5 financial Corporate Risks
I know a CEO who likes to say, “You never go broke by making a profit. “When it comes to business, truer words have never been said. But in the quest to make a profit, companies face a number of financial risks. Risks that are directly related to turning a profit, managing financial market risks, and having enough cash coming in to keep the business going. Let’s take a look at five financial risks companies face. 
These include
1. business
2. market
3. credit
4. liquidity
5. counterparty.
insights to help you identify them in your own company. 
1. The first kind of financial risks are business risks. And the first rule of business is buying low and sell high. That’s how you make a profit. Business risks exist if that isn’t possible. Because if you can’t make a profit, you simply don’t have a business. Of course, a business can lose money for a little while, and it’s even expected when a business is starting up. But eventually, businesses need to turn a profit. Without hope of any eminent profits, or any actual current profits, there isn’t hope for a business. 
Let me tell you a story. There’s a man who sells cars for $25,000, but they cost $30,000 to make. He’s losing money on every sale. One day a lady goes up to him and asks how he can do business losing money. And the guy says, “I make it up on volume.” This isn’t a real story, it’s actually a joke. Because you can make up for a narrow profit margin by selling at a greater volume, but there’s no offset for a business that loses money on each sale. It’s not what business people call a sustainable model. Which means you’ll go out of business pretty quickly, and that’s business risk. 
2. The second kind of financial risks are market risks. Market risks threaten a company because financial markets move. The most important financial market risks in the world of corporate finance are interest rates, foreign exchange rates, currencies, and commodity price risk that comes from oil, gold and steel. These risks can drastically affect the profitability of a business. Higher interest rates affect the cost of capital. Currencies can drive up the cost of goods, or drive down the sale price. And commodity prices can do the same. They can hurt the ability of a business to buy low and sell high. This is why these risks are the most commonly hedged, to limit costs and to protect profits. 
3. The third kind of financial risks are credit risks. Walt Disney once said, “It’s not what you have, “but how much you can borrow that’s important in business.” Credit is important to keeping a business going, and to help it grow. Just like with an individual credit score. If a company’s perceived corporate creditworthiness falls, the cost of credit for that company will rise. Downgrade risk is the risk that a company will have its perceived corporate rating lowered. And that would be a downgrade. It’s like a company seeing its credit score drop. And a drop in a company’s credit score, a downgrade also makes the cost to borrow money rise. This is an important risk to consider internally.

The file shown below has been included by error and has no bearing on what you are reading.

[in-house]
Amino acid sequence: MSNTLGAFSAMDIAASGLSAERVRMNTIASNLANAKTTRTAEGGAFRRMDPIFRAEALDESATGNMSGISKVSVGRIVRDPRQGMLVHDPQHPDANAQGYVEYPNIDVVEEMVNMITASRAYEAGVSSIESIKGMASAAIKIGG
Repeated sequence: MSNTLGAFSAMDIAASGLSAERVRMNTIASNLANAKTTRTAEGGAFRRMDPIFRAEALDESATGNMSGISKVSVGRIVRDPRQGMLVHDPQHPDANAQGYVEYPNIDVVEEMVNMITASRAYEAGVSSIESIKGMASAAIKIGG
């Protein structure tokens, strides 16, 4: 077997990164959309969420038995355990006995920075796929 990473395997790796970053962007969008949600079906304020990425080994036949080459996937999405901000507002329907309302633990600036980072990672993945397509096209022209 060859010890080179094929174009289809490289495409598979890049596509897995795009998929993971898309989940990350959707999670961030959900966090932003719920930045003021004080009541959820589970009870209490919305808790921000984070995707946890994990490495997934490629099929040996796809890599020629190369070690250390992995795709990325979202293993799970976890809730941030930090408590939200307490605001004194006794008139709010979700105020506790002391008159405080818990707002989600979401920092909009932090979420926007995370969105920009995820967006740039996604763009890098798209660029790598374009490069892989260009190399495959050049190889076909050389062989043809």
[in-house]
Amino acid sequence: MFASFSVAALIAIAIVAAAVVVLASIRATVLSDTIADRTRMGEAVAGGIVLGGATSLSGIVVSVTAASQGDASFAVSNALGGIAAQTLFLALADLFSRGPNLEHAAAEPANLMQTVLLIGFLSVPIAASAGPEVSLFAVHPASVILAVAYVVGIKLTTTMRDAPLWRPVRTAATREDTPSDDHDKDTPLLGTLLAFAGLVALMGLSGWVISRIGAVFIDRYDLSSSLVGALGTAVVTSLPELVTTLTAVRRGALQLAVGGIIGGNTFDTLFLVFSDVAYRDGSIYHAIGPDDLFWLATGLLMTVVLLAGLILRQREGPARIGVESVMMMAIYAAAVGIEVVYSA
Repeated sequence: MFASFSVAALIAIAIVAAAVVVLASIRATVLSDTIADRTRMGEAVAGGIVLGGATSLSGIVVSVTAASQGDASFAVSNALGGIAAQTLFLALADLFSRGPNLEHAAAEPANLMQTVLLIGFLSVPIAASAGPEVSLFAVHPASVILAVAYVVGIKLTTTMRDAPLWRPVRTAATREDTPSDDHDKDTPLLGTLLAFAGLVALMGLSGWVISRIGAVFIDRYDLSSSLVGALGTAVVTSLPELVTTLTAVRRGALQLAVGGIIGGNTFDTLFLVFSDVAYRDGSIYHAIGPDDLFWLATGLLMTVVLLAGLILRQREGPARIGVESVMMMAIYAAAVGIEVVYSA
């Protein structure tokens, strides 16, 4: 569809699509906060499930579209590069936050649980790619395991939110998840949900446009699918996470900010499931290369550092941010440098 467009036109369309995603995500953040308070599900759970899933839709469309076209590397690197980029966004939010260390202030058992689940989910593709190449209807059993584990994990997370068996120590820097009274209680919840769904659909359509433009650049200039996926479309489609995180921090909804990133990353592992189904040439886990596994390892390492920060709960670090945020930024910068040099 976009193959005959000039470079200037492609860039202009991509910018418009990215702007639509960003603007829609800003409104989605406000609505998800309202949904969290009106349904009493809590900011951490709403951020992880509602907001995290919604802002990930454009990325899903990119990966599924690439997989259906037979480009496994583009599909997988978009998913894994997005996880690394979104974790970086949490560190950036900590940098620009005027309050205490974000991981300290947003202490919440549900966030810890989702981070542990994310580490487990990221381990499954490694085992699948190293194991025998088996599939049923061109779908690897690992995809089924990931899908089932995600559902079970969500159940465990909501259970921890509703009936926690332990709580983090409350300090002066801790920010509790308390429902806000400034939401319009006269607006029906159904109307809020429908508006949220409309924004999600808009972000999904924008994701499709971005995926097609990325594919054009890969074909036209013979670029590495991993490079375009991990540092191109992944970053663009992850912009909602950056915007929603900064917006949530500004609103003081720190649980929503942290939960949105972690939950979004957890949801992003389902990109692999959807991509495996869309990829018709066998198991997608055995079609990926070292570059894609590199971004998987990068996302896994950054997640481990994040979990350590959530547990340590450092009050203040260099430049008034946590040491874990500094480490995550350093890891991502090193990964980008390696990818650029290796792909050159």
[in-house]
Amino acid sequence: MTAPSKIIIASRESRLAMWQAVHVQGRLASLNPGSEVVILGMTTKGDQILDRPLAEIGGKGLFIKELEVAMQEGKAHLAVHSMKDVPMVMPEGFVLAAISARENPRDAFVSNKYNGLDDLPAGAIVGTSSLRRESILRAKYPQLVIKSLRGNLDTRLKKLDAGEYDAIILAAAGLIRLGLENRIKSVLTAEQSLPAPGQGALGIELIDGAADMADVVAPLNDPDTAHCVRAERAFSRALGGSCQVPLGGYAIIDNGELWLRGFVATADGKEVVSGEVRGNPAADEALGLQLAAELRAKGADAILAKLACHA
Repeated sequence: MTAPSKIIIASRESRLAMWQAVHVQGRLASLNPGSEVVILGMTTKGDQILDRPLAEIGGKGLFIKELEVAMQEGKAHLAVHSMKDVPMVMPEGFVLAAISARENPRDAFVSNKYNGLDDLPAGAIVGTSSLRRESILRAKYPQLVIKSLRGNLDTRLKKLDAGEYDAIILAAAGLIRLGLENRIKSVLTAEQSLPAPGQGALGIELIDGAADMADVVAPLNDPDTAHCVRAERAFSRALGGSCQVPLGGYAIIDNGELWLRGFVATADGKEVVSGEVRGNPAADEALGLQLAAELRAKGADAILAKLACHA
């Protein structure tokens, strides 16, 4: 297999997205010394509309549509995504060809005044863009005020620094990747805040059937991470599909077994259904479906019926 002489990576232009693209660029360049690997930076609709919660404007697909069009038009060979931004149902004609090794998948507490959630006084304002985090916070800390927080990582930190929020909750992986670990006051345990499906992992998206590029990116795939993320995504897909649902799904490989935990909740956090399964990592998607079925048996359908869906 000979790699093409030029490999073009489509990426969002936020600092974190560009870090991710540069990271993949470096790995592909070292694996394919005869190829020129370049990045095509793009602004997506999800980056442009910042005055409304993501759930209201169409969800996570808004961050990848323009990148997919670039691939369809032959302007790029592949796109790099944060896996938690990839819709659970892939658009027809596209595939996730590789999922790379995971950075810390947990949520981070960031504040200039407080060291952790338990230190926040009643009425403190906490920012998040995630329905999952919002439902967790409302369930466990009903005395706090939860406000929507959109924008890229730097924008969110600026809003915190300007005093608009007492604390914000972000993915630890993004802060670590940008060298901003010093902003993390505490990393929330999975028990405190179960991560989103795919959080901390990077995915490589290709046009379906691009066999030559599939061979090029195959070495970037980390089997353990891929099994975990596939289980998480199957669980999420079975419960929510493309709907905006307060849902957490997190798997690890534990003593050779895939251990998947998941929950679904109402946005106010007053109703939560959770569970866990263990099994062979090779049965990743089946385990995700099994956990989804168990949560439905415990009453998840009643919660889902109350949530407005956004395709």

4. The fourth kind of financial risks are liquidity risks. For a business, liquidity risk is the potential risk that a company could go into default or bankruptcy because it lacks the capital to stay liquid. Because it lacks the cash, or credit, to pay its bills. For things like wages, equipment, and other costs. Companies don’t go out of business by issuing too many shares. They go out of business because they have no money, no credit, or they cannot meet their debt obligations. A business needs access to cash and/or credit, and the risk of those going away is a company’s liquidity risk. In order to buy low and sell high, you have to be able to buy low in the first place. Without liquidity you can’t. If you spend too much money on equipment or on a long-term lease for a fancy office, you might not have enough cash on hand to be liquid and keep a business going in the day-to-day. This is why, in order to keep a business going, you must be liquid. 
5. The fifth kind of financial risks are counterparty risks. No matter what strategy you use to manage your risks, if another party is involved, you’re counting on them to hold the net if you fall from the trapeze. They are your counterparty. And the risk that something happens to them is counterparty risk. If you buy goods or services from a vendor you have counterparty risks. This is true if you buy insurance, sign a long-term contract, or hedge your risks with a counterparty. When companies hedge their risks, they do it with physical or financial counterparties. An airline might hedge its jet fuel costs in an agreement directly with a refinery. A car manufacturer might have a long-term agreement with a steel factory. But if that refinery or that steel factory goes out of business, what will your company do then? To reduce this kind of counterparty risk, a lot of hedging has been done through third parties like banks or merchant traders. Of course, even if your hedge counterparty, like a bank, goes out of business your hedge could come undone. During the great recession of 2007 to 2009 when Lehman Brothers went out of business, counterparty risks hit companies that thought they were safe. 
One major steel company had responsibly hedged its steel price risks to sell their steel at a high price. But when Lehman went out of business these hedges evaporated and it hurt the steel company’s bottom line when steel prices fell. 
The main takeaway here is, choose your vendors and business partners wisely. Know that if they suffer, you could suffer as well.
 How do you feel about the financial and business continuity for your insurance company, bank, vendors, and other counterparties?